Documenta obelisk, dismantled last week, to remain in Kassel after all

Artist Olu Oguibe accepts alternative location, saying work’s humane message is urgently needed

Olu Oguibe's obelisk in the centre of Kassel has been demolished but will remain in the city Shutterstock

Olu Oguibe's obelisk in the centre of Kassel has been demolished but will remain in the city Shutterstock

A week after Kassel authorities removed Olu Oguibe’s 16-meter-high obelisk from a central square, the city and the artist have reached agreement on a new location, ensuring the work remains on public view and ending a heated debate that has simmered for months.

The dispute centred on the location of the work, which is called Monument for Strangers and Refugees and was created for the 2017 Documenta, the contemporary art exhibition that takes place in Kassel every five years. Oguibe says he created it specifically for Königsplatz, the square where it was erected and remained until it was dismantled on 3 October. The city council of Kassel had, however, voted against keeping the monument on the central square and in favour of an alternative location.

The compromise reached by Kassel and Oguibe is to erect the obelisk on Treppenstrasse, a central pedestrianised shopping street that is home to other Documenta works purchased by the city. “We thank Olu Oguibe for conceding to the wishes of many people in our city,” Christian Geselle, the mayor of Kassel said in a statement.

Oguibe said that though he disagreed with the removal of the sculpture from its current location, he felt bound by his public pledge to do whatever he could to keep the work in Kassel. “As the forces of intolerance resurge and try to reverse the human values and institutions that many have fought to so hard to advance and protect, we need the monument and its message ever more urgently,” he said in a statement.

Intended as “a call to action,” the obelisk is inscribed in four languages with the Bible verse from Matthew: “I was a stranger and you took me in.” It has come to symbolise the “culture of welcome” advocated by German Chancellor Angela Merkel towards refugees after about 1 million arrived in the country in 2015. Königsplatz is where Johann Wolfgang von Goethe was once refused a hotel room because he spoke French to the innkeeper.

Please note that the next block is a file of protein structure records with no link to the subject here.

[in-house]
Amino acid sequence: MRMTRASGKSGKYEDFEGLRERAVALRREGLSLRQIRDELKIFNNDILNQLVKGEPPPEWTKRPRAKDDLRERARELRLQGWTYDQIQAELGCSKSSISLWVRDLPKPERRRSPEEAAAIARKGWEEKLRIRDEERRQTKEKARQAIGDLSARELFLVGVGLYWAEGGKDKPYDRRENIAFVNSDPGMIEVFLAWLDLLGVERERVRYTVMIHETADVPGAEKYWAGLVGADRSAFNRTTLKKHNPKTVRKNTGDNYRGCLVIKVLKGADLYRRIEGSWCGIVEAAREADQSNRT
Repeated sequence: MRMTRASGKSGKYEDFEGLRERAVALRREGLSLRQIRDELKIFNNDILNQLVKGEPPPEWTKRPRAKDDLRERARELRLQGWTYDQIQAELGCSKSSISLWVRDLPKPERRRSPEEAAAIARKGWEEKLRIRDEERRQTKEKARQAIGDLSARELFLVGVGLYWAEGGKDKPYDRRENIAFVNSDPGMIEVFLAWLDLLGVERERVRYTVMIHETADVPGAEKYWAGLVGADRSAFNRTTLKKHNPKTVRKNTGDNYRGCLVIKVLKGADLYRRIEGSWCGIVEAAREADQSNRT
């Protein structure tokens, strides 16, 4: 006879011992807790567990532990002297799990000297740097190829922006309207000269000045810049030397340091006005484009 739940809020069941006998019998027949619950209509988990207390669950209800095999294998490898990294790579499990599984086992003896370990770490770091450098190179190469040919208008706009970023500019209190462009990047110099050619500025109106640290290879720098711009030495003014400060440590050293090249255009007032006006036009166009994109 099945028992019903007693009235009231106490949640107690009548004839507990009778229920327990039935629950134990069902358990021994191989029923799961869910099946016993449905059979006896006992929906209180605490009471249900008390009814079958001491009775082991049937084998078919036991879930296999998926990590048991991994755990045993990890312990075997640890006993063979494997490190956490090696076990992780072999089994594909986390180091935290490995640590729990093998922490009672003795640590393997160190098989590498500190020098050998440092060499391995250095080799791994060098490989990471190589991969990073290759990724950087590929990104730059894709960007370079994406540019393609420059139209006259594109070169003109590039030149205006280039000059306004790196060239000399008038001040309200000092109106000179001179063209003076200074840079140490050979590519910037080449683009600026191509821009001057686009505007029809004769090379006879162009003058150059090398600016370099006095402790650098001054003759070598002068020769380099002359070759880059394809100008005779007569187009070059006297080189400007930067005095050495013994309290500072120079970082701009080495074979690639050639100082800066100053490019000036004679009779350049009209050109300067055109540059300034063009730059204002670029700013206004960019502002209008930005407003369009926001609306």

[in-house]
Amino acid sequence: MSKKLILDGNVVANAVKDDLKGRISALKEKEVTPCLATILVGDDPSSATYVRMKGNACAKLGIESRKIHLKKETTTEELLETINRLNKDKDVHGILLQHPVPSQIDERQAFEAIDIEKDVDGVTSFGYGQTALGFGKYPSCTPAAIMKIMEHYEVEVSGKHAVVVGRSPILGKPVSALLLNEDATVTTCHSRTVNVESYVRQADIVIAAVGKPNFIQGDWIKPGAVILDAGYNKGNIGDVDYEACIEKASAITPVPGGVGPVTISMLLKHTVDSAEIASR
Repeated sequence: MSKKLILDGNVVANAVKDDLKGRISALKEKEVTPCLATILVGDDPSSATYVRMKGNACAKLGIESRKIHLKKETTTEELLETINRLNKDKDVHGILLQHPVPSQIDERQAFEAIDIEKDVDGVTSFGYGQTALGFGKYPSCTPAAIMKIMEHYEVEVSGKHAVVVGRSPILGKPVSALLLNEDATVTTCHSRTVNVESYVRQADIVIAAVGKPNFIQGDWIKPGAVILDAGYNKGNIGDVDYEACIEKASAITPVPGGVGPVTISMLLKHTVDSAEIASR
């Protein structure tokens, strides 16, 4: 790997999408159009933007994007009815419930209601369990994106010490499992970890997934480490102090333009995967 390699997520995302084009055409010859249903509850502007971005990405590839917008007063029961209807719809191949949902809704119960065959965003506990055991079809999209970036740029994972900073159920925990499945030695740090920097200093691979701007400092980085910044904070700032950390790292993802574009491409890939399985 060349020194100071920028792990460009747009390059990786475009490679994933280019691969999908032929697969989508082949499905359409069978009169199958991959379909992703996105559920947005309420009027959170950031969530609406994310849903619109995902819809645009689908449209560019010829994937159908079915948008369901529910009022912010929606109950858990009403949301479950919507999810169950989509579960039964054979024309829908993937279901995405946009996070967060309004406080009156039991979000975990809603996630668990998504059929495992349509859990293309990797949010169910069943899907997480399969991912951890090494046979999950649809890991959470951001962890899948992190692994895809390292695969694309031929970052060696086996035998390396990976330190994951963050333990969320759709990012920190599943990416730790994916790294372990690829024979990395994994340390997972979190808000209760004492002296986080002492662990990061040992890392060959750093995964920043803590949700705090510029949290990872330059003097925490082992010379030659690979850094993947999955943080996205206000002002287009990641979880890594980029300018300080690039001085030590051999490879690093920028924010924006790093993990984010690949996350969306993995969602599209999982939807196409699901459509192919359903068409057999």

The monument was among the most popular works at last year’s Documenta. But it was criticised by Thomas Materner, a city politician from the anti-immigrant AfD, as “ideologically polarising, deformed art.”

Earlier this year, the city of Kassel and Oguibe launched a fund-raising campaign to buy the work. The campaign fell far short of its target amount of €600,000, raising just over €76,000 from private donors. An unnamed institutional donor agreed to add a further €50,000. Oguibe accepted the price of €126,000.

The disagreements over where it should go threatened to scotch the sale, and the city was last week ready to return donations. “Everything about the work was determined by Königsplatz,” Oguibe says; “the height of the sculpture, the colour of the material, the decision to include a platform on which commuters could sit while waiting for the tram or to meet friends, and even the size and gilding of the text.”

“There is no way that I could possibly agree with, or approve of, or be party to the removal of the obelisk from Königsplatz,” Oguibe says.

When the obelisk was dismantled last week, the Kassel branch of AfD claimed a “complete success” on its Facebook site. “The champagne corks are popping!” the party wrote. It said the monument’s disappearance from the centre of the city was a sign “of the coming revolution in migration policy.”

Geselle said the agreement now reached with Oguibe and the decision to keep the obelisk in the centre of the city is “a positive and clear sign. This is a self-confident city with lively discussions,” he said.